Dude – Where’s my Social Security Statement?

By August 17, 2018PFA Ponderings

We received them annually.  They were white with green stripes, and they gave us some comfort in knowing that all of those Social Security taxes we’d paid over our lives were actually going to yield us something.  Then, in 2011, they stopped coming.

For some of us, we didn’t notice.  For lots of others, it was troubling.  There was such a backlash against it that in 2014, the Social Security Administration re-started its mailing of statements (but only every five years for those under 60).

But last year, stresses on the budgets at SSA, coupled with tight human resources (there is a backlog of over 1,000,000 people awaiting disposition of their Social Security disability claims) caused the agency to, again, discontinue the mailing of statements.

The good news is that the SSA has fully emerged into the 21st century and has vastly improved its online resources.  Thanks to “my Social Security” on ssa.gov, accessing your Social Security statement 24 hours a day, 365 days a year is easier than walking out to your mailbox.[1]

Our advice?  Go to ssa.gov and set up a mySocialSecurity account.  It’s actually really easy.  Once there, make a plan to review your statement once per year.   You can access the same friendly form, green stripes and all.  One of the major reasons to check your statement regularly is that you are the only auditor of this record.  No one else is going to make sure that all SS-eligible income is being reported.  Sure, 98 percent of earnings are reported correctly, but errors do occur.  If there is an error or an omission, you’ll want to catch it while you still have documentation to back up your claim.  Just one missing year of earnings can reduce your benefit by over $100/month for life!

Another obvious reason for checking your statement regularly is that we want that data for your financial plan.  This is an important part of your retirement income scenario.  Your benefit projection will likely vary from year to year, so keeping it up-to-date in your plan will require occasional reviewing.

Now that you’ve checked to make sure that your earnings record is accurate, keep in mind that the numbers shown on the statement are probably not the amounts that you’ll actually receive.  That’s okay, because we can still use them in planning, but why aren’t they exact?  Lots of reasons:

  1. Especially if you’re younger, your earnings record will continue to fill out over time, likely on a different trajectory than is assumed in the statement.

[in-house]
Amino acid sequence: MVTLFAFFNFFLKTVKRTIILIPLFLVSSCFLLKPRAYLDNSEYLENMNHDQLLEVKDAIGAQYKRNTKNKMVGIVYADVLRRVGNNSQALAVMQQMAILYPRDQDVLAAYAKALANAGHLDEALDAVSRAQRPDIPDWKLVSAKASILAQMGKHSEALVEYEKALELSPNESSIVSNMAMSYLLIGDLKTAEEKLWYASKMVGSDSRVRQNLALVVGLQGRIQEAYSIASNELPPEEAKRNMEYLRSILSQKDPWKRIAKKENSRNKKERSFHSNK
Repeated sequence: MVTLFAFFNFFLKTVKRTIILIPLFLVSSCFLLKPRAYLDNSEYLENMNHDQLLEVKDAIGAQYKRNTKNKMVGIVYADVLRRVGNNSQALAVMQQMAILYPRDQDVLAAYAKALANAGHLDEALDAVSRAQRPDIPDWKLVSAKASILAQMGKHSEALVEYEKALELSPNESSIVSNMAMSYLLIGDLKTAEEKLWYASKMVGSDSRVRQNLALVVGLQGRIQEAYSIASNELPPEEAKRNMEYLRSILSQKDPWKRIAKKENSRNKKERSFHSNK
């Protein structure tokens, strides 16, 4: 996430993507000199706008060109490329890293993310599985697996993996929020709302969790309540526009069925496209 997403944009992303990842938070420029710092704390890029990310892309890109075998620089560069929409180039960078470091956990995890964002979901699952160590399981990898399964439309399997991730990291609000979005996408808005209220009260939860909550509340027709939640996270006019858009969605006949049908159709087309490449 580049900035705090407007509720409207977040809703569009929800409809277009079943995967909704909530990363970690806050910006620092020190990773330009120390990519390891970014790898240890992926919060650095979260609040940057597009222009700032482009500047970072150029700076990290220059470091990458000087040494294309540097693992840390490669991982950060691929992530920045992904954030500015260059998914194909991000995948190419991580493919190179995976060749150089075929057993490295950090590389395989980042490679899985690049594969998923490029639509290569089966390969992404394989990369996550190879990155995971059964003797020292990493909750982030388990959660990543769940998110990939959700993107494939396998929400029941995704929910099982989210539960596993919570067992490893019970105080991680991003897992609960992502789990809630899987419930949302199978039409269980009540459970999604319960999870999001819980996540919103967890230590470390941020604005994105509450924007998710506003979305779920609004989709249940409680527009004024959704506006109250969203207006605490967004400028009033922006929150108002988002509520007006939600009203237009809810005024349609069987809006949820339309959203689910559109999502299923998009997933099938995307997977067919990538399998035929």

2. The numbers listed on your statement are given in present value. In other words, they are likely to increase between when you look at your statement and when you receive your benefit, due to inflation.
  3. You might not receive benefits based upon your record. If you’re married, you may receive benefits on your spouse’s record.  If you’re divorced, you may receive benefits on an ex-spouse’s record, and if you’re widowed, you may receive benefits on your former spouse’s record.
  4. Your benefit may be reduced if you’ve worked for an employer that doesn’t participate in Social Security. For certain professions, including for school teachers in states including Maine, a ‘Windfall Elimination Provision’ and a ‘Government Pension Offset’ exist, which will likely reduce benefits below what is estimated.
  5. Right there – on the statement – Social Security admits that it really doesn’t have the resources to pay you the benefits shown. It says “by 2034, the payroll taxes collected will be enough to pay only about 77 percent of scheduled benefits.”  This, by the way, is not a new admission.  This shortfall has been projected for more than 20 years.  Each year, the steps required to fix this shortfall become more draconian.  Call your congressman or congresswoman.  Meanwhile, it might be prudent to downsize your expectations for Social Security, especially if you’re young.

The statement will provide multiple estimates of your benefit.  One is at age 62, one at age 70, and one at your “Full Retirement Age”.  One thing the statement will NOT provide is any information on when is best to start taking your benefits.   Lots of considerations there, especially for married couples.

So, no need to mourn the demise of the paper statement, but consider this to be your first reminder to check your statement.  We’ll leave it up to you to decide upon how you’ll remind yourself annually going forward!


[1] Actually, if you still want to receive a paper statement, you can order one on the ssa.gov website.  Additionally, individuals over 60 years old who haven’t yet set up an account on mySocialSecurity will continue to receive paper statements until they sign up for benefits.